This vibrant green, slightly bitter, but refreshing aquatic perennial with a growing range from Europe to Asia was very popular in ancient Greece where it was called kardamon. Greeks believed watercress could sharpen their intellect and hence their saying “Eat watercress and get wit.”

Watercress thrives in slightly alkaline soils and can be cultivated as hydroponics, but those grown under such conditions taste bland due to lack of diurnal temperature changes. It can grow to a height of 50 – 120 cm., and contains iron, calcium, folic acid, vitamins A and C.

Watercress is a diuretic, mild stimulant, full of antioxidants, helps in digestion, and may even prevent cancer.

Hypocrates, the father of medicine, born on the island of Lesbos, is thought to have decided on the location for his first hospital because of its proximity to a stream. He used only the freshest watercress possible for his patients.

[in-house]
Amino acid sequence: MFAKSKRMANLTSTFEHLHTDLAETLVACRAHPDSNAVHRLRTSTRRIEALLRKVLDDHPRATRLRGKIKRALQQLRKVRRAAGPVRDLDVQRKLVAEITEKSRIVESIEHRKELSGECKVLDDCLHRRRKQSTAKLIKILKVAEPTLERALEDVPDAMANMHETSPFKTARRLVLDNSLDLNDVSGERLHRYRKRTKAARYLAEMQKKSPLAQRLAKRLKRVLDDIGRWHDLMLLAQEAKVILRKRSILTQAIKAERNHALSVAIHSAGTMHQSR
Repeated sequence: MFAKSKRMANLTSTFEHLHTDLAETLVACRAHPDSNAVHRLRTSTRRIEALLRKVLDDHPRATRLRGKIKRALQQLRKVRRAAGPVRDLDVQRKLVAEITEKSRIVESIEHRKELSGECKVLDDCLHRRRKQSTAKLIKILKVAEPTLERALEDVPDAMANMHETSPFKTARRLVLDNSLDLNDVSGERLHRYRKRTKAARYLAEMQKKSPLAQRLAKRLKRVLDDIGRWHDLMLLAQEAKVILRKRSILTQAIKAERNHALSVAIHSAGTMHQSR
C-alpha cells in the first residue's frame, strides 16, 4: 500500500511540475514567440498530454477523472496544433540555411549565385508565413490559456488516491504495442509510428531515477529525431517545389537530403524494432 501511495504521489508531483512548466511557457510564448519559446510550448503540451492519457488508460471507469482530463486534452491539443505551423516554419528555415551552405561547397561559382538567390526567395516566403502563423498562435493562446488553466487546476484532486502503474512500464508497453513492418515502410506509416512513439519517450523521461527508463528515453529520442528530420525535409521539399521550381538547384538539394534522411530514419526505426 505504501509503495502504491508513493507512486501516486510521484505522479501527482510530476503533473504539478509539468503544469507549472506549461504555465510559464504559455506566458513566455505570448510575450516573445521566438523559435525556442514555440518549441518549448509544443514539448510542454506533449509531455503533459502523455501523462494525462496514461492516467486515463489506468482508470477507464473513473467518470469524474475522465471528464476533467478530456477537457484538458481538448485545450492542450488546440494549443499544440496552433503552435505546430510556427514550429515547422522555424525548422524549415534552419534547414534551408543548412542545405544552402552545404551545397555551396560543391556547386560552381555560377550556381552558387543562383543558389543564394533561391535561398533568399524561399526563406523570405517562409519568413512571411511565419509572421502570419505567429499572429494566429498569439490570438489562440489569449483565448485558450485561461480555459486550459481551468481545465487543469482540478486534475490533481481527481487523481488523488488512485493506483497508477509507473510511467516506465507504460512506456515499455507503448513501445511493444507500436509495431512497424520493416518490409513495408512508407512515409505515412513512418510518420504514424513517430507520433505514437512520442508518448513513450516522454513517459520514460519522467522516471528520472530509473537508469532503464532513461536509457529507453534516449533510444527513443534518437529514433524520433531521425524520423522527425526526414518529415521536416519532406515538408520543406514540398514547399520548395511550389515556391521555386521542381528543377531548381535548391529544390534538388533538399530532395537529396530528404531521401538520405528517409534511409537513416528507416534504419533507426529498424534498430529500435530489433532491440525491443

Romans and Anglo Saxons, on the other hand, thought it prevented baldness, and ate copious amounts.

English cooks invented the watercress sandwich.

Watercress is believed to have aphrodisiac qualities like many other foods, ie. truffles, tomatoes, asparagus, but there is still no scientific and irrefutable proof that these claims are true.

In Crete, one of the Greek Ionian Islands, people swear by its powers. In the 1970’s, and Arab prince flew special consignments of watercress from England, supposedly to satisfy his harem.

For those who drink to excess frequently and end up with monumental hangovers, some suggest the consumption of one bag of watercress to help alleviate discomfort. Id nothing else, psychologically the sufferer will feel better due to its placebo effect.

Anglo Saxons, ever so fond of watercress, use it in soups to “spring clean” the blood, and the juice of this perennial is used in gravies to accompany roast meats. Undoubtedly, this was picked-up from French culinarians who invented this technique in medieval times.

Today, watercress is grown practically everywhere in North America, and widely available in grocery stores. If nothing else, use chopped watercress in salads and with hard-boiled eggs laced with brandy enhanced mayonnaise.

You will be surprised at the great difference in taste.


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